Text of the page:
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Tips to Support Employees Who Observe Ramadan

February 21, 2024

Source: Personnel Today

In 2024, Ramadan begins begin on Monday, March 11, and continues through Wednesday, April 10, ending in the celebratory Eid al-Fitr

The beginning of Ramadan is an ideal time to remind employers of how to support Muslim staff who are observing the Islamic holy month. Here are five points for employers to remember during Ramadan.

Many Muslims fast from sunrise to sunset during Ramadan. They may also wish to spend time in prayer, engage in charitable activities, and spend time with family and friends to celebrate.

During this time, many Muslims are faced with the challenge of balancing their religious commitments with work. To be an inclusive employer, it is important that HR, line managers and colleagues accommodate employees who are observing Ramadan.

1. Encourage employees to be open about their religious observance

Employees who are fasting will usually attend work as normal but can be encouraged to tell their employer that they are fasting. This should be done in a sensitive manner – managers and colleagues should not pry as some staff will be uncomfortable sharing the details of their religious beliefs.

However, employers should not assume that all employees want to be treated differently because they are fasting. Indeed, not all individuals observing Ramadan will actually be fasting – for example, there are exceptions for people with health conditions, or who are pregnant or breastfeeding.

To strike a balance, employers could send a staff-wide message about the fasting period, with an invitation to employees to make their needs during Ramadan known.

2. Educate your team about Ramadan

Employers can raise awareness of key religious events, including Ramadan, by having a calendar of the key religious days and festivals on their shared calendar.

For example, publicizing the dates of Ramadan and explaining about fasting can enable employees to be sensitive to the needs of colleagues who may be observing the fast. This can also help managers to anticipate requests for annual leave.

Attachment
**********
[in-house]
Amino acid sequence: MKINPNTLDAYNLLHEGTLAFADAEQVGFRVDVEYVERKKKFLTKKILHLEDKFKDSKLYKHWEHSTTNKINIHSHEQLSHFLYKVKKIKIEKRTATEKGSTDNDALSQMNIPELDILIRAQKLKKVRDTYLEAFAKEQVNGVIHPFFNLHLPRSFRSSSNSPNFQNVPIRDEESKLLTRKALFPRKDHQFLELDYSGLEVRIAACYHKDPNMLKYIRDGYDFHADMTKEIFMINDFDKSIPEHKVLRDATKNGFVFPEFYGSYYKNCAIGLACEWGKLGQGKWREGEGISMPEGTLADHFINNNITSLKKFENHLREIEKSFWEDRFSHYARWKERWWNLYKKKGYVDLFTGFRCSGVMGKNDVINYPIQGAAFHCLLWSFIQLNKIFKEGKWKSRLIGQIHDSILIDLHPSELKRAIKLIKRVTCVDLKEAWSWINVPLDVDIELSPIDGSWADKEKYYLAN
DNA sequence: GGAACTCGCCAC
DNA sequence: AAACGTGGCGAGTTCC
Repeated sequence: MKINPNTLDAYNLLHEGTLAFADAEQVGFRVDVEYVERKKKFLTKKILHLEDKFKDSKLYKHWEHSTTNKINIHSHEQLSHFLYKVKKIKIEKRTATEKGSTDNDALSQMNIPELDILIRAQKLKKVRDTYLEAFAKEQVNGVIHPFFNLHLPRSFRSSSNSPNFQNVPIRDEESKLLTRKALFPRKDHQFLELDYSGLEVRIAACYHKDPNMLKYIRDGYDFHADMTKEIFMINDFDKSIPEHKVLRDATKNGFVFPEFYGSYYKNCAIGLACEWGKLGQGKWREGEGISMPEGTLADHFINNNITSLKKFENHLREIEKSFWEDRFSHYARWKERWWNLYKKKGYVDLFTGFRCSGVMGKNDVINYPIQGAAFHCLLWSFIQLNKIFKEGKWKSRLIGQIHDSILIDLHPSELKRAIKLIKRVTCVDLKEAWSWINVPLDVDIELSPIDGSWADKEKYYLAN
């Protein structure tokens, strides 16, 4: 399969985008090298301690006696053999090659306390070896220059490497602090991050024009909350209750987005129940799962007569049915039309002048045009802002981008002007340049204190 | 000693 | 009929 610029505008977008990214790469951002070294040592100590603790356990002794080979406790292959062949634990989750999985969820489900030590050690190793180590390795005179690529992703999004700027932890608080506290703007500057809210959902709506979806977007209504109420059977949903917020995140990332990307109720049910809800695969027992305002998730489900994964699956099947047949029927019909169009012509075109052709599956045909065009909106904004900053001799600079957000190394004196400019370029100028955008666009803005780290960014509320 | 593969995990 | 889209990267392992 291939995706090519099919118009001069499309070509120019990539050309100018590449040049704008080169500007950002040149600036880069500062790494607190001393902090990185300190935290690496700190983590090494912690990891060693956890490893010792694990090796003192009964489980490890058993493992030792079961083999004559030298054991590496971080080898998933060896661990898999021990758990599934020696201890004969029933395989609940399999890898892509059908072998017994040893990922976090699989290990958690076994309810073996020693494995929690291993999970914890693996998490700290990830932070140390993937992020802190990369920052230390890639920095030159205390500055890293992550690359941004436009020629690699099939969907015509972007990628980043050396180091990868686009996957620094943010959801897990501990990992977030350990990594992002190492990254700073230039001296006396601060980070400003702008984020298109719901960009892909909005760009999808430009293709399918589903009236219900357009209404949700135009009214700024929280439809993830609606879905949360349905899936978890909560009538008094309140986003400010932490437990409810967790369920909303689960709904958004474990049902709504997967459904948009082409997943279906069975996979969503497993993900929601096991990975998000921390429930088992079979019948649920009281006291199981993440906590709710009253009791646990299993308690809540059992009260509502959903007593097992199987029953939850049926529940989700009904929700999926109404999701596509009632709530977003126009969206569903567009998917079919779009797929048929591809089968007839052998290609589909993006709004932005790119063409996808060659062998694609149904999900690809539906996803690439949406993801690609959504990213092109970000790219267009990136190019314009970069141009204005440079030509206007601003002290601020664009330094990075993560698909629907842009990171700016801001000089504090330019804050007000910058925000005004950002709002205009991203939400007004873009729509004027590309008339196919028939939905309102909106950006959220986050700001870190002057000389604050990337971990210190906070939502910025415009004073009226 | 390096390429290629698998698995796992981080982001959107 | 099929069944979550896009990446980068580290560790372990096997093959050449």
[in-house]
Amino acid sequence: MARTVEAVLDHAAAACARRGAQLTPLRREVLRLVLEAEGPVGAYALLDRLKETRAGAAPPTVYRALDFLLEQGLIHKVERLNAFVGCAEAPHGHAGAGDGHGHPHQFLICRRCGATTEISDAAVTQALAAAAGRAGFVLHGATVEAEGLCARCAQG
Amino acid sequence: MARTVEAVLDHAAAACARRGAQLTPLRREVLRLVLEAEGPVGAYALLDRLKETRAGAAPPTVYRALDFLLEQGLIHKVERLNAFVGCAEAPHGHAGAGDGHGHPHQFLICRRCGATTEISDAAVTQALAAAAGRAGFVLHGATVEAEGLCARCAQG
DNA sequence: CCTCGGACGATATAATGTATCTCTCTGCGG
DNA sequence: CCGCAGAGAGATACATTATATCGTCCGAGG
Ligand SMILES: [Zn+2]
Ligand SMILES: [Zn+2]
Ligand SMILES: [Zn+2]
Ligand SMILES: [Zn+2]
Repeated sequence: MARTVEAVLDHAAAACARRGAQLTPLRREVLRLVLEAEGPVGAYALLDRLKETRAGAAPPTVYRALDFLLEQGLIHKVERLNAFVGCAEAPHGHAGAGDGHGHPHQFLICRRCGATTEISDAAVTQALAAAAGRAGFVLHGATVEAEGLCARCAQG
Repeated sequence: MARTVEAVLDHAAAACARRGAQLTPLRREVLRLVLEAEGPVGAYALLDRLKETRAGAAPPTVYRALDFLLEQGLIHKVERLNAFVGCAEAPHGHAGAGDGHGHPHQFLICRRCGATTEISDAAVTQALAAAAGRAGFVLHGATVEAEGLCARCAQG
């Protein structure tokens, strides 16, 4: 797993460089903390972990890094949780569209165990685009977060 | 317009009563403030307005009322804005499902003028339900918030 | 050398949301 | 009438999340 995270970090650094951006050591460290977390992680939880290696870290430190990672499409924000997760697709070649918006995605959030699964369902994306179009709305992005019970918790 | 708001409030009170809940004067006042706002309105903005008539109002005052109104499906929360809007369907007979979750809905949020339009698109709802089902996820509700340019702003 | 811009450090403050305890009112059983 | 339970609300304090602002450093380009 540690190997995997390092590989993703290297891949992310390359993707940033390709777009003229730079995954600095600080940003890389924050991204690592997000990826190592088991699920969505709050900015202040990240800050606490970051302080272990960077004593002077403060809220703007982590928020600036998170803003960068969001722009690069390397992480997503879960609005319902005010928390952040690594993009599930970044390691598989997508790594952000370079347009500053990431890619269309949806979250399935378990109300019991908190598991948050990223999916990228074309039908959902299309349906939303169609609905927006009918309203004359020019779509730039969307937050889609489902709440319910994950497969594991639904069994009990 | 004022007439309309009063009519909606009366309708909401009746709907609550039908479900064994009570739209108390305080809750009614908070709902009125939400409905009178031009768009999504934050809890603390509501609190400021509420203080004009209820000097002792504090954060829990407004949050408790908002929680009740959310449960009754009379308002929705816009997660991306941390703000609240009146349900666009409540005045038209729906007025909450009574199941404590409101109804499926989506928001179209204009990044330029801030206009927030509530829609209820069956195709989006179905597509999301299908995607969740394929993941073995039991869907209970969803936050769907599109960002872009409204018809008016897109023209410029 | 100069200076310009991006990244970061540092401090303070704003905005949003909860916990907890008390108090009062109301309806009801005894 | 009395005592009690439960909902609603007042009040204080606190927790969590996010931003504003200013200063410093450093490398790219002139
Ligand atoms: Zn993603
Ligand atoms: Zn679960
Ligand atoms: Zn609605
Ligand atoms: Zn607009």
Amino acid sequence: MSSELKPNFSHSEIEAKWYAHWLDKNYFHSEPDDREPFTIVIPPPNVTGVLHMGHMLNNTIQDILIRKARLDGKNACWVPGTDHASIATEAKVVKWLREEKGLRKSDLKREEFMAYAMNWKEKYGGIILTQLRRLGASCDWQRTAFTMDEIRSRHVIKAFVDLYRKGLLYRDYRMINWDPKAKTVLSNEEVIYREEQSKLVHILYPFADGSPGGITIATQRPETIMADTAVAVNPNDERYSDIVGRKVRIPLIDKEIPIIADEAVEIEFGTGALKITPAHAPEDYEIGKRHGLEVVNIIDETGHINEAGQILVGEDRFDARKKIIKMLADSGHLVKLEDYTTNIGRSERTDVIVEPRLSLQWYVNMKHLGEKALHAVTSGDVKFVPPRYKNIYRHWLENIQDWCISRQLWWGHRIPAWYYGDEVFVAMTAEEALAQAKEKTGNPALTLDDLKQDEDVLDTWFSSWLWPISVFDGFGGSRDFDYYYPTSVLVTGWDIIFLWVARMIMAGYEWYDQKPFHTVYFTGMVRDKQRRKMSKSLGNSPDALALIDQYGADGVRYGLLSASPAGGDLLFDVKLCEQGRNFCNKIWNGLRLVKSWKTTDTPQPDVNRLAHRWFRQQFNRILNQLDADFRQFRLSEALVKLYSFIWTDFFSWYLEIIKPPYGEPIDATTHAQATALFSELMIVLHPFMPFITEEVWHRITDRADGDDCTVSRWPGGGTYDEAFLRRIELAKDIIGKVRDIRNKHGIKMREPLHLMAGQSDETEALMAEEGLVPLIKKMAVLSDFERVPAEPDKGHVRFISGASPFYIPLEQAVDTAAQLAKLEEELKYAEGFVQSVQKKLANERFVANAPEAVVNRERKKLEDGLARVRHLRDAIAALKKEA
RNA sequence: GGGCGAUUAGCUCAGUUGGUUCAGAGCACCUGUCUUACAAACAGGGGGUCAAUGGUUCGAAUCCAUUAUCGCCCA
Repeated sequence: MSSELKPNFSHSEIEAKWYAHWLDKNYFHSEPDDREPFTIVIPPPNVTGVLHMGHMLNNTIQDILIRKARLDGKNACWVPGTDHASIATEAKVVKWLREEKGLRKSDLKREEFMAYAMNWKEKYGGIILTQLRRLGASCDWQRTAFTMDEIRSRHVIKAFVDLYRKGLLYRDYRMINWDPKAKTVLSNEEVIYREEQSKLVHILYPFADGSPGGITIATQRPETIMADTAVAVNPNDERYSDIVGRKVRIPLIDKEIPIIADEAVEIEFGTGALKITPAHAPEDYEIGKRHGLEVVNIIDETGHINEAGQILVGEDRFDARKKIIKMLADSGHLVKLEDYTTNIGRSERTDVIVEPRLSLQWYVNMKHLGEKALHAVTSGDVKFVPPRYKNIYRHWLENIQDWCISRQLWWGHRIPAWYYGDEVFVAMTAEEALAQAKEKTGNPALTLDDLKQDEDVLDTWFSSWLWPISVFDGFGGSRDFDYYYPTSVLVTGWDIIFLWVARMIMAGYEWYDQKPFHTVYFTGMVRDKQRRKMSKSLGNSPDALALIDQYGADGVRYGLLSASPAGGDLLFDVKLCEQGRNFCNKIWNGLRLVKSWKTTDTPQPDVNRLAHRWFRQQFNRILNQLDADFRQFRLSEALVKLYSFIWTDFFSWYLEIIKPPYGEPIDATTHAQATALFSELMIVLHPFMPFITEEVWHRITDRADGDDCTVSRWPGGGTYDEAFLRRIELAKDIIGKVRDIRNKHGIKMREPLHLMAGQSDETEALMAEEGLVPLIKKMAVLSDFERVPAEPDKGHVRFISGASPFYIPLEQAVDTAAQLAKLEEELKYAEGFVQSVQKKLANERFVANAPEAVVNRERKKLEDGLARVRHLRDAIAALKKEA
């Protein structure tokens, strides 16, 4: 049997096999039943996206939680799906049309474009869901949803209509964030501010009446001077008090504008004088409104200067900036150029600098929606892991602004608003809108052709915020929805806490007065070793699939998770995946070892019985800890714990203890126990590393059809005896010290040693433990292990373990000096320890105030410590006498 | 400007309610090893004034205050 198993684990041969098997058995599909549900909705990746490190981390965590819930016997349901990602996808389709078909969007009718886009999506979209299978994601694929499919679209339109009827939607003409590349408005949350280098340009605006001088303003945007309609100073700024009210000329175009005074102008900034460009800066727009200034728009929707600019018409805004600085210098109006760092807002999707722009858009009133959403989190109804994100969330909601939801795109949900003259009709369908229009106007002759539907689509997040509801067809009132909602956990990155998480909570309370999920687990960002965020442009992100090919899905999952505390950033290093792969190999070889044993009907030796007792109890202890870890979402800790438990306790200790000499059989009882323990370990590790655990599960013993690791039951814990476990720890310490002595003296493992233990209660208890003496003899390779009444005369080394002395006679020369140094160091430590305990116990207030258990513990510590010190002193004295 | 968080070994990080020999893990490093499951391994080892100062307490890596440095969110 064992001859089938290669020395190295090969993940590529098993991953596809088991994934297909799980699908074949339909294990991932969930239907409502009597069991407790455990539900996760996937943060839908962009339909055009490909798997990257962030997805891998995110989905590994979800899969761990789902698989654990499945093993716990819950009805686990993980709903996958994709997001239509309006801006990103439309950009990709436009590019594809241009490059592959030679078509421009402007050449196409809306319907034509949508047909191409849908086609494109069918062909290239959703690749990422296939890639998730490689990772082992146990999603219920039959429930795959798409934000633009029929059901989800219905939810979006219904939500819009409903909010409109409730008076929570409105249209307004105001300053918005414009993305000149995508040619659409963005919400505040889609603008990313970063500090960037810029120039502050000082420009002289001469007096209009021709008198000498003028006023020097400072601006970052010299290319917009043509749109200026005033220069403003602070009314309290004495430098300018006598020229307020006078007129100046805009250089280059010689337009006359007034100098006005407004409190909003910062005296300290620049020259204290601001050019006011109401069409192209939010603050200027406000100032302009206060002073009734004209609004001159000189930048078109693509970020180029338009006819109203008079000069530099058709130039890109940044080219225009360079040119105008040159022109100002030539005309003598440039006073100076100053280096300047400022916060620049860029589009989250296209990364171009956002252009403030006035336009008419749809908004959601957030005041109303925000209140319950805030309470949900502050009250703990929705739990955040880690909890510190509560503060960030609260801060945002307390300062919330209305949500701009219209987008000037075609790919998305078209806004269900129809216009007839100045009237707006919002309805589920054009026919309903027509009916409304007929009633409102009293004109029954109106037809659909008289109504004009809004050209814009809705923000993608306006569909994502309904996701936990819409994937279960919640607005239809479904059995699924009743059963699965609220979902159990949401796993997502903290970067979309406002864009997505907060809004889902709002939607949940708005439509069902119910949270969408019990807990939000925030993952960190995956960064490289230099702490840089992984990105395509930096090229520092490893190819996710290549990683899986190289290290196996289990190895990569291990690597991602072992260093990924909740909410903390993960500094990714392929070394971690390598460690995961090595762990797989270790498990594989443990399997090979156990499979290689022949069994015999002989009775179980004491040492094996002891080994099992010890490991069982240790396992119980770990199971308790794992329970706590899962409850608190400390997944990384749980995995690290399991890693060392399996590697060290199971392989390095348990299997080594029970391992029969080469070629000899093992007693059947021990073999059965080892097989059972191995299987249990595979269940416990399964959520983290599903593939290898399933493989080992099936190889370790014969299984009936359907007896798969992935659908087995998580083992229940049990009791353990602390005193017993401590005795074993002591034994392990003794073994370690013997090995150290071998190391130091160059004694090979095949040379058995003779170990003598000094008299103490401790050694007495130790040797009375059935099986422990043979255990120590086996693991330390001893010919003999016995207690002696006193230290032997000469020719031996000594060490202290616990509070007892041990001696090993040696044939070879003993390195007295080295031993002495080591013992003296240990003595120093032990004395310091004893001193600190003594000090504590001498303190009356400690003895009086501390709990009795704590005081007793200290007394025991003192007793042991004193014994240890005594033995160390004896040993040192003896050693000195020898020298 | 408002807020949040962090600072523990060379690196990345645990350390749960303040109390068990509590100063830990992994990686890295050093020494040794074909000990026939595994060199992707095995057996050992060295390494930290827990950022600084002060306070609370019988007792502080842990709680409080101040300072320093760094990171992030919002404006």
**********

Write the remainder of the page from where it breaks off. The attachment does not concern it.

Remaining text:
There are simple steps that everyone can take to support individuals during Ramadan observance, including:

  • avoiding placing additional burdens on them while they are fasting, for example not asking them to do overtime;
  • being considerate by not offering food or drink to them;
  • avoiding having work events that involve food, such as working lunches and team meetings where biscuits or food spreads are placed in front of them; and
  • avoiding scheduling important meetings, such as performance appraisals, late in the day when their energy levels may be low.
3. Be flexible with working patterns

One of the most helpful things that an employer can do for employees observing Ramadan is to allow them to adjust their working patterns.

Employers should remember that an employee may be getting up earlier than usual to have a meal before sunrise and staying up late for evening prayers. These factors, and the fact that the employee is not eating during daylight hours, can lead to fatigue and drops in concentration.

4. Embrace the advantages of hybrid working

The pandemic has meant that many employers have introduced hybrid working for most or all of their staff. Employers that have moved to the hybrid working model can use this way of working to support employees who are observing Ramadan.

For example, the employer could temporarily amend the ratio of time spent attending the workplace compared with time working remotely, allowing fasting employees to spend more time working at home during Ramadan.

Embracing hybrid working during Ramadan as a way to reduce commuting, which can be draining for an employee who is fasting, is a good way for employers to show their support.

5. Accommodate annual leave requests where possible

Employers should bear in mind that they may see an increase in holiday requests from Muslims during Ramadan, particularly during the festival to mark the end of Ramadan (Eid al-Fitr).

The Easter break, combined with Ramadan, mean that employers may see an increase in the number of employees requesting time off for both religious and non-religious reasons in March and April.

While there is no automatic right to time off for religious reasons, managers should be sensitive to the needs of employees who are observing religious events, including Ramadan.

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